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Struggling with Infertility: Try a Natural Approach

January 3, 2017

It is estimated that over 12% of reproductive age women struggle with infertility. Infertility is defined as the inability to conceive after 1 year of trying, or after 6 months if over the age of 35. While the emphasis is often placed on causes pertaining to the women, male causes of infertility contribute equally. Reasons why couples struggle with conception vary greatly and are due to unknown causes in up to 20% of situations. Hormones, body composition, structural abnormalities, metabolic conditions and lifestyles factors all play a part for both men and women. Because each situation is unique, a proper workup is essential for being able to correct the underlying cause. Treating the underlying cause can help a couple get pregnant naturally and can also increase success rates of various reproductive therapies such as in vitro fertilization.

First steps of pregnancy

While pregnancy is one of the most natural processes on earth, there are a surprising number of steps that need to take place in order for it to happen successfully. The first step is that a women needs to ovulate, or release an egg. The egg needs to be met and penetrated by a sperm and then travel down the fallopian tube to the uterus. Next, the fertilized egg must successfully implant within the uterine lining before it can begin to grow. From here hormones, genetics, the immune system, and nutrition all affect whether or not the pregnancy can be maintained. Interference in any of these steps can lead to infertility or loss of pregnancy.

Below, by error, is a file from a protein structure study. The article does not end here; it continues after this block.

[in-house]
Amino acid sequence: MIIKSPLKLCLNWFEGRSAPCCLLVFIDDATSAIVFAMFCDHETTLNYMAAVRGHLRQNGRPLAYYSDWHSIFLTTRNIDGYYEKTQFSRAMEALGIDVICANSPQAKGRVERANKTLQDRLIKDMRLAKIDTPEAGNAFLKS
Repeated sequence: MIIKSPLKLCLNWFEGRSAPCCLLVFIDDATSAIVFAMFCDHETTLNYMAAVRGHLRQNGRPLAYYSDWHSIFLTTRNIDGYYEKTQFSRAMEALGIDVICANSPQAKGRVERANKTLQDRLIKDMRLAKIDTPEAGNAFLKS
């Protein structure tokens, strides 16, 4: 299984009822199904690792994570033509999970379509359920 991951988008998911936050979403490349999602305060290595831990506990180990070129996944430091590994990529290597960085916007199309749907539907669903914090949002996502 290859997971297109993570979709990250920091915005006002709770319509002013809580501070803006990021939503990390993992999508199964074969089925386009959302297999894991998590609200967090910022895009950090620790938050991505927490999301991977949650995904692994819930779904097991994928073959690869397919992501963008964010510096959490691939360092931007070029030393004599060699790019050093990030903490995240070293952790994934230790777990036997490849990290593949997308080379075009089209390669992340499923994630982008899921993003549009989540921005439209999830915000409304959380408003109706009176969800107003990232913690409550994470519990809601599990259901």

With the first step of pregnancy being that a woman must ovulate, lack of ovulation is a major cause for infertility. Typically if a woman does not get her menstrual cycle or is having fewer than normal cycles, it is likely she is not ovulating. Some of the most common causes for this include: polycystic ovarian syndrome (PCOS), hypothyroidism, and functional hypothalamic amenorrhea.

Polycystic ovarian syndrome and ovulation

PCOS is a common endocrine condition in which a woman’s hormonal balance is off, leading to excess androgen hormones such as testosterone. The overall hormonal effects lead to eggs not fully maturing and releasing from the ovary. Additionally there are impairments in the body’s insulin sensitivity, oftentimes contributing to the development of elevated blood sugar or diabetes. Women who have PCOS typically present with irregular menstrual cycles, ovarian cysts, male pattern hair growth, obesity, and impaired insulin levels. However it should be noted that a person could have PCOS without presenting with all of these characteristics.

Having polycystic ovarian syndrome doesn’t mean that a woman cannot get pregnant, however it can pose difficulties. In these situations the goals of treatment are focused on balancing hormones and managing weight and blood sugar in order to promote regular ovulation. This can be done naturally through the use of certain herbal medicines, nutrition, and lifestyle habits. If you have PCOS and are planning on getting pregnant in the future, it is best to start these natural treatments sooner than later to give the body enough time to create favorable changes.

Hypothyroidism in women